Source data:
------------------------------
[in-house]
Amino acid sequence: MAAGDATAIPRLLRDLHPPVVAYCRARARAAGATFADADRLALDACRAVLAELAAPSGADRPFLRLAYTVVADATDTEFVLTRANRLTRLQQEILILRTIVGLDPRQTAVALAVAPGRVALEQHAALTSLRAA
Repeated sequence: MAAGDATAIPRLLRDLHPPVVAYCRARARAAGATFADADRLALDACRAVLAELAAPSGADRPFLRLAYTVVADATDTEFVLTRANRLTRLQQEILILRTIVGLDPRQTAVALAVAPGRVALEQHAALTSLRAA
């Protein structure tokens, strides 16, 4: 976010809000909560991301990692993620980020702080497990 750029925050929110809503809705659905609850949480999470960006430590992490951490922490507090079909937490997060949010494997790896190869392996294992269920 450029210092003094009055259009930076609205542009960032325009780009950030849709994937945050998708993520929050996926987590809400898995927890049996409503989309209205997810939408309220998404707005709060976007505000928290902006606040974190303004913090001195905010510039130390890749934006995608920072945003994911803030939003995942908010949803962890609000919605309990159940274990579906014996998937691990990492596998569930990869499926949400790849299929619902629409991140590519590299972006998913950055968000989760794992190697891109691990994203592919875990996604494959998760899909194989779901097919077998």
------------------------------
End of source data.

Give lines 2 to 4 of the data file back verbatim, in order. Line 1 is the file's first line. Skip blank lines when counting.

Amino acid sequence: MAAGDATAIPRLLRDLHPPVVAYCRARARAAGATFADADRLALDACRAVLAELAAPSGADRPFLRLAYTVVADATDTEFVLTRANRLTRLQQEILILRTIVGLDPRQTAVALAVAPGRVALEQHAALTSLRAA
Repeated sequence: MAAGDATAIPRLLRDLHPPVVAYCRARARAAGATFADADRLALDACRAVLAELAAPSGADRPFLRLAYTVVADATDTEFVLTRANRLTRLQQEILILRTIVGLDPRQTAVALAVAPGRVALEQHAALTSLRAA
């Protein structure tokens, strides 16, 4: 976010809000909560991301990692993620980020702080497990 750029925050929110809503809705659905609850949480999470960006430590992490951490922490507090079909937490997060949010494997790896190869392996294992269920 450029210092003094009055259009930076609205542009960032325009780009950030849709994937945050998708993520929050996926987590809400898995927890049996409503989309209205997810939408309220998404707005709060976007505000928290902006606040974190303004913090001195905010510039130390890749934006995608920072945003994911803030939003995942908010949803962890609000919605309990159940274990579906014996998937691990990492596998569930990869499926949400790849299929619902629409991140590519590299972006998913950055968000989760794992190697891109691990994203592919875990996604494959998760899909194989779901097919077998």